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While solving problems and constructing proofs, mathematicians use many different approaches. A common technique for proving a statement is by contradiction. In this approach, it is supposed that the converse of the statement, or its opposite, is true. If this supposition leads to an absurd result, or contradiction, then it can be said the original statement is true. Hence, exploring incorrect answers and assumptions can often lead to new correct results.

In 300 B.C.E., Euclid of Alexandria put forward a logical construction of a geometry, which has come to be known as Euclidean geometry. Until the middle of the nineteenth century mathematicians believed that Euclid's geometry was the only type of geometry possible. Euclidean geometry is based on a number of fundamental statements called postulates, or axioms.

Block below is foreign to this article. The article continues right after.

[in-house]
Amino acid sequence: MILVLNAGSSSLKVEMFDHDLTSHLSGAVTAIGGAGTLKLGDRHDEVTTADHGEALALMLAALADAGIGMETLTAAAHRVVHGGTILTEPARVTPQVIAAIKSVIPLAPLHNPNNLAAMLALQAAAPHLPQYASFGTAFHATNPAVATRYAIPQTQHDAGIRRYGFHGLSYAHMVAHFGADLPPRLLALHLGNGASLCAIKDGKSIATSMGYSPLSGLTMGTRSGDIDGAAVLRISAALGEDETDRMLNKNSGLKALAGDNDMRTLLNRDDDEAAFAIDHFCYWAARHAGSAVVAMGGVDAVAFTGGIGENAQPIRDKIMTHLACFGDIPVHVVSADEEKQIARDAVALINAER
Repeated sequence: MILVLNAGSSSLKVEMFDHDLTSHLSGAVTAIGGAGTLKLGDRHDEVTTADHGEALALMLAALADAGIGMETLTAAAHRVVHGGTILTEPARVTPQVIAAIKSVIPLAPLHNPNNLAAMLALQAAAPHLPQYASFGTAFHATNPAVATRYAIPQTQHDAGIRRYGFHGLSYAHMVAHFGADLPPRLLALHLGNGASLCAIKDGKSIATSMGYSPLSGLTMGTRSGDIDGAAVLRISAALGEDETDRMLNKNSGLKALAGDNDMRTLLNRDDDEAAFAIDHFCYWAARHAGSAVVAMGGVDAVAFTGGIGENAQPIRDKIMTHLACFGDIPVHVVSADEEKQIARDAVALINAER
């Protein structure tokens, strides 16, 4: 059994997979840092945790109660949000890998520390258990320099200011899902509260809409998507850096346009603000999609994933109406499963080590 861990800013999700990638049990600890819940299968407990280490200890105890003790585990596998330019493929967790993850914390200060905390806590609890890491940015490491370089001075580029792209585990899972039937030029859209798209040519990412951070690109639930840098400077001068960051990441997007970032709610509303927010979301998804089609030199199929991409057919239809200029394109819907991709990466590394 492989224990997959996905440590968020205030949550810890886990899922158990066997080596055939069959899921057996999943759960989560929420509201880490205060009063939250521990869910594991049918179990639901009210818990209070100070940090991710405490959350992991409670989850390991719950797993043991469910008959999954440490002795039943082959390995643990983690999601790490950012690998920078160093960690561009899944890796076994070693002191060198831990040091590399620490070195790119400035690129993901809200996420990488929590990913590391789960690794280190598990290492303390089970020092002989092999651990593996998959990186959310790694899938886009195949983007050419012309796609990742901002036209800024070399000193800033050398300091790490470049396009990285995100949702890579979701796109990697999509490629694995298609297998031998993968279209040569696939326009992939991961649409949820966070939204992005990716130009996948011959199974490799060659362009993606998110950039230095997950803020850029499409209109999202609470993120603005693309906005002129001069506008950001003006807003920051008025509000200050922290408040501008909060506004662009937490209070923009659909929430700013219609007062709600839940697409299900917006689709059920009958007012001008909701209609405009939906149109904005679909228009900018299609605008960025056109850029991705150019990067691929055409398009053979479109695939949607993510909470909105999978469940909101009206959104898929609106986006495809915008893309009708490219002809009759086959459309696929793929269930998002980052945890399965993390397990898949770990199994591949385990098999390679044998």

In his book *Elements,* Euclid based his geometry on five axioms. The...

This section contains 652 words(approx. 3 pages at 300 words per page) |